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Review of In Other Words by Jhumpa Lahiri

May 14, 2017

Review of In Other Words by Jhumpa Lahiri
Reviewed by Fiza Pathan

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It would not be an exaggeration if I say that In Other Words by Jhumpa Lahiri was one of the most different books I’ve read in my life. It is Jhumpa Lahiri’s first nonfiction piece actually penned in Italian and then translated into English surprisingly not by Pulitzer Prize-Winning author Jhumpa Lahiri, but by Ann Goldstein another acclaimed translator and writer. In order to understand why Jhumpa Lahiri did something like this, when she could have easily translated her own book into English, you will have to read the book to find the answer to that question. The book describes in scaled down narrative form, compared to the author’s The Namesake, the affair that Jhumpa Lahiri is having, not with a person, but with a language that is not related to her in any way. The language is Italian, and Jhumpa Lahiri has been smitten by it and wishes to dedicate the rest of her life to studying Italian, and writing books in that language. When I read the book, in the beginning I got a terrible shock when I realized that apparently Jhumpa Lahiri was perhaps going to give up writing in English. ‘No!’ I thought to myself, ‘I’ve just discovered you, and you’re amazing and you can’t stop writing now!’ However, as I read on, I understood and realized the reasons behind her decision and I respect them. Those of you who have read Jhumpa Lahiri’s English prose, will be in for a shock when you read In Other Words which does not resemble the author’s earlier style at all. Yet, you will be compelled to read the book about the relationship that transcends all other relationships, and that is the relationship a person, especially a writer, has with the language which she wants to express herself in. The book also talks about the importance of a mother tongue or language, and the stereotype attitude one has towards people who don’t act the way we do, and how we wash them off. The book is thought provoking, soul searching and it can sometimes make you cry.  After I read the book, I thanked my stars that unlike Jhumpa Lahiri who does not have a language which she ‘belongs totally’ to, I have Hindi which is my country’s national language, and which I know pretty well. When you read In Other Words, you can actually feel the anguish and agony and yet the bliss and satisfaction Jhumpa Lahiri feels when she is trying to write in Italian, which she had to learn from scratch. The theme of belonging and not belonging to a particular region and language boldly crops up here, which informs the reader of Jhumpa Lahiri’s ultimate quest to find that language and region which she can truly feel is her own. There are two fiction stories originally penned in Italian here in this book which are a treat to read. The book ends with a question, and I hope Jhumpa Lahiri finds an answer to that question as soon as possible, and achieves her desire vis-a-vis the Italian language, the language she has courted for a long time. A very well written part memoir and part self-reflection. Kudos to the writer on a job well done.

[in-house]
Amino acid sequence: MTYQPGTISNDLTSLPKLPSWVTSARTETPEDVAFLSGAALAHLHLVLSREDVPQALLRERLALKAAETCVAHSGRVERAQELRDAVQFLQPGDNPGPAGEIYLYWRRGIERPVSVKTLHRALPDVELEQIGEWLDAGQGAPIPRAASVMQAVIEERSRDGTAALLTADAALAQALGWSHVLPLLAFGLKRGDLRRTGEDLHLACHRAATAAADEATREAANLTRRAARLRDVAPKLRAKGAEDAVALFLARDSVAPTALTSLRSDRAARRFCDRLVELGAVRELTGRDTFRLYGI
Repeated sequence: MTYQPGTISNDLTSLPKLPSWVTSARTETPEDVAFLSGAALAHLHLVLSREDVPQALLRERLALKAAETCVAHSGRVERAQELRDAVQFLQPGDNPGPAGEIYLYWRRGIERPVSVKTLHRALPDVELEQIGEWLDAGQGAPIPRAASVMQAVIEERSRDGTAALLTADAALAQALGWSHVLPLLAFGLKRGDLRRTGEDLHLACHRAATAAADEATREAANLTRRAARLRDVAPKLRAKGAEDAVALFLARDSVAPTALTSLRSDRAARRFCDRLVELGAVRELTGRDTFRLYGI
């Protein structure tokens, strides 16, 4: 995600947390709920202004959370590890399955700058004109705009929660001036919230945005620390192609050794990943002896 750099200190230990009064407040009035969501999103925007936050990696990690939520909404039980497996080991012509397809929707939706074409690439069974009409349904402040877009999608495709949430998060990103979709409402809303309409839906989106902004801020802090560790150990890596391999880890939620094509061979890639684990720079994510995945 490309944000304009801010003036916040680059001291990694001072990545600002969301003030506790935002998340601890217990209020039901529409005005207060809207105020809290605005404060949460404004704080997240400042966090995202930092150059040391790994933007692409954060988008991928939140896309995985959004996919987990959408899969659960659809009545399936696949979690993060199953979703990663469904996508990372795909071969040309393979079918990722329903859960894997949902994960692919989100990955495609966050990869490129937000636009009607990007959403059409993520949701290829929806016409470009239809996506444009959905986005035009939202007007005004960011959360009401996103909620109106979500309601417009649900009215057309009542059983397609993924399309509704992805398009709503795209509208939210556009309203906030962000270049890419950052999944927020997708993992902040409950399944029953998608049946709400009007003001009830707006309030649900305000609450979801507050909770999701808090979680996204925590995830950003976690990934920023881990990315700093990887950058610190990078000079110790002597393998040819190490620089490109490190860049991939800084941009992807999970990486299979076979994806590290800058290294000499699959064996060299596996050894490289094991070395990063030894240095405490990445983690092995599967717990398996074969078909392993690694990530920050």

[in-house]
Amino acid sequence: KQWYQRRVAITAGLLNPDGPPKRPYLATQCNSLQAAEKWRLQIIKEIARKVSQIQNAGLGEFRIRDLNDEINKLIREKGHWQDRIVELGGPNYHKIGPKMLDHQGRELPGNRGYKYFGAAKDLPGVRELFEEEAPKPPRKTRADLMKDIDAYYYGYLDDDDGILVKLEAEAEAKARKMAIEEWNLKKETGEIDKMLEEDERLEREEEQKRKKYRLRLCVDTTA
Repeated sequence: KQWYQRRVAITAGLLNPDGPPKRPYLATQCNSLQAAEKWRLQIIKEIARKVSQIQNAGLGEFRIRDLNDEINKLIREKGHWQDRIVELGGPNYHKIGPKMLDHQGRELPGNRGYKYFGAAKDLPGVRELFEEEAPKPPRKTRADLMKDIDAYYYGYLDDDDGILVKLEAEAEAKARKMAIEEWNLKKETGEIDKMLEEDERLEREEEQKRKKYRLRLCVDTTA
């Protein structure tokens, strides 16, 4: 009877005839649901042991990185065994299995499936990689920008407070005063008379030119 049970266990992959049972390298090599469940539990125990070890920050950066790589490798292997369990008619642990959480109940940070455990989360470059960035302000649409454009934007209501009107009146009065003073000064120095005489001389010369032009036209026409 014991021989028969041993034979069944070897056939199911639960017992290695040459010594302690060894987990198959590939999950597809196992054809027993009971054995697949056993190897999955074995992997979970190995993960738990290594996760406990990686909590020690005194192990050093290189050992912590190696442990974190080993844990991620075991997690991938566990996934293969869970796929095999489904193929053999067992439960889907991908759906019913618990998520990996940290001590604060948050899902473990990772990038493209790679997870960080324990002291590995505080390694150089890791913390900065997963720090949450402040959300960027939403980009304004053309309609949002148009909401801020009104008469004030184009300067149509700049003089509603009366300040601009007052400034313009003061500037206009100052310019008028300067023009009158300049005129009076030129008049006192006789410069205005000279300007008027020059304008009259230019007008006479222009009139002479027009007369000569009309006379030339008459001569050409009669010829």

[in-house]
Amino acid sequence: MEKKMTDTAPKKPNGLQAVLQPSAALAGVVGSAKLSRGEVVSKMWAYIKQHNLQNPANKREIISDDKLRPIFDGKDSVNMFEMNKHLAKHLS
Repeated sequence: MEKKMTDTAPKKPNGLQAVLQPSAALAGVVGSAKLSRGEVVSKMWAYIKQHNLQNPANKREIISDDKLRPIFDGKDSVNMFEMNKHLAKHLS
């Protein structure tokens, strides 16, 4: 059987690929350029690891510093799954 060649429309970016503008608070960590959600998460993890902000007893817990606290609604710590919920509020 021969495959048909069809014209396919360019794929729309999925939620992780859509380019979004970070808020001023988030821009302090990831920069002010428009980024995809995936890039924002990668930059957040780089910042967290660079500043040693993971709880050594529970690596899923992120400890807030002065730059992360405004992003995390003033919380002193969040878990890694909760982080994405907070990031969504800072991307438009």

Copyright ©2017 Fiza Pathan

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